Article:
Case Title: Norma de Joya vs. The Jail Warden of Batangas City
Case Number: GR Nos. 159418-19, December 10, 2003
Doctrine/Relevant Topic: Theories of criminal law – Positivist of Realistic Theory
Norma de Joya filed a petition for a writ of habeas corpus praying for her release from the Batangas City Jail on the claim that her detention was illegal. This case stemmed from two instances of bouncing checks issued by De Hoya. Separate violations of Batas Pambansa Bilang 22 (B.P. 22) were charged against the petitioner. During the trial, the petitioner jumped bail. Petitioner was found guilty in both criminal cases but failed to appear in court despite being given ample notice.
She remained at large, and no appeals were filed against any of the aforementioned decisions, making the judgments final. During the time of her hiding, the Court issued Supreme Court Administrative Circular (AC) No. 12-2000 on November 21, 2000, enjoining all courts and judges concerned to take notice of the ruling and policy of the Court enunciated in Vaca v. Court of Appeals and Lim v. People with regard to the imposition of the penalty for violations of B.P. Blg. 22.
Thereafter, following five years of hiding, the petitioner was apprehended while applying for an NBI clearance on December 3, 2002, where she was arrested and taken to the Batangas City Jail. On July 28, 2003, the petitioner filed an urgent motion with the Municipal Trial Court of Batangas City, asking the court to retroactively apply SC Administrative Circular No. 12-2000 in accordance with Article 22 of the Revised Penal Code and order her release from detention. The motion was opposed by the public prosecutor. The trial court denied the motion in an Order dated August 15, 2003.
- Whether or not Administrative Circular No. 12-2000 can be applied retroactively in this case; and
- Whether or not the petition for writ of habeas corpus have merit.
For the first issue, the court ruled that A.C. No. 12-2000 cannot be given retroactive application. Her plea that as provided for in Article 22 of the Revised Penal Code, A.C. No. 12-2000 as modified by A.C. No. 13-2001 should benefit her has no basis.
Firstly, A.C. No. 12-2000 is not a penal law; hence, Article 22 of the Revised Penal Code is not applicable. Second, as explained by the Court in A.C. No. 13-2001, A.C. No. 12-2000 merely lays down a rule of preference in the application of the penalties for violation of B.P. 22. It does not amend B.P. 22, nor defeat the legislative intent behind the law.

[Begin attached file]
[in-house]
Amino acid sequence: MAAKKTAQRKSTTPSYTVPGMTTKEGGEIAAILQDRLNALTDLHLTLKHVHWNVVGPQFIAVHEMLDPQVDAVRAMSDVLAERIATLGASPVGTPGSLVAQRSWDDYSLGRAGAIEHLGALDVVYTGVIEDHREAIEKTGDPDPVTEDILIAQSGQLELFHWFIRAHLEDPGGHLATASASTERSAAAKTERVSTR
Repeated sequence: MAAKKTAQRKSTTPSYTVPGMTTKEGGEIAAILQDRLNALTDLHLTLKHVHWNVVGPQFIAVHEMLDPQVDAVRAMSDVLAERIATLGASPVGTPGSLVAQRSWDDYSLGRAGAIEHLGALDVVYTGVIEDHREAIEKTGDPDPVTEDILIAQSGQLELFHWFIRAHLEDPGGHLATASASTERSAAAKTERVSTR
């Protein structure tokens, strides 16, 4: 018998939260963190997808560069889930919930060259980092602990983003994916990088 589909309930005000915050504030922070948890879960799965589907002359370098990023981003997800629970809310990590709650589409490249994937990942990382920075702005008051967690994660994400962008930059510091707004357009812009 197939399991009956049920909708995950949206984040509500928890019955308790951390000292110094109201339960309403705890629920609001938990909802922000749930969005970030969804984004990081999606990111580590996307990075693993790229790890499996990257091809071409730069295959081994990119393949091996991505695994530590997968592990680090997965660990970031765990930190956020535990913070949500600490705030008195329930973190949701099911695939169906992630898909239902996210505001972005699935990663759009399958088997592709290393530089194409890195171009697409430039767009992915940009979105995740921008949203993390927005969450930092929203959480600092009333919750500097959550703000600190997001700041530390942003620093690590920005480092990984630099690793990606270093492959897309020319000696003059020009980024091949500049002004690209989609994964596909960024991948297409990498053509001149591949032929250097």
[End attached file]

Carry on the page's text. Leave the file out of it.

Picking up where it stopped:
The clear tenor and intention of A.C. No. 12-2000 is not to remove imprisonment as an alternative penalty, but to lay down a rule of preference in the application of the penalties provided for in B.P. 22. The pursuit of this purpose clearly does not foreclose the possibility of imprisonment for violators of B.P. 22. Neither does it defeat the legislative intent behind the law.
It merely establishes a rule of preference in the application of the penal provisions of B.P. 22 such that where the circumstances of both the offense and the offender clearly indicate good faith or a clear mistake of fact without the taint of negligence, the imposition of a fine alone should be considered as the more appropriate penalty.
On the second issue, the Court ruled in the negative since the petitioner was arrested and detained as a result of the final judgment of the Municipal Trial Court of Batangas City convicting her of violating B.P. 22. Section 4, Rule 102 of the Rules of Court, as amended, states that the writ of habeas corpus is not permitted if the person alleged to be deprived of liberty is in the custody of an officer under process issued by a court or judge or by virtue of a judgment or order of a court of record.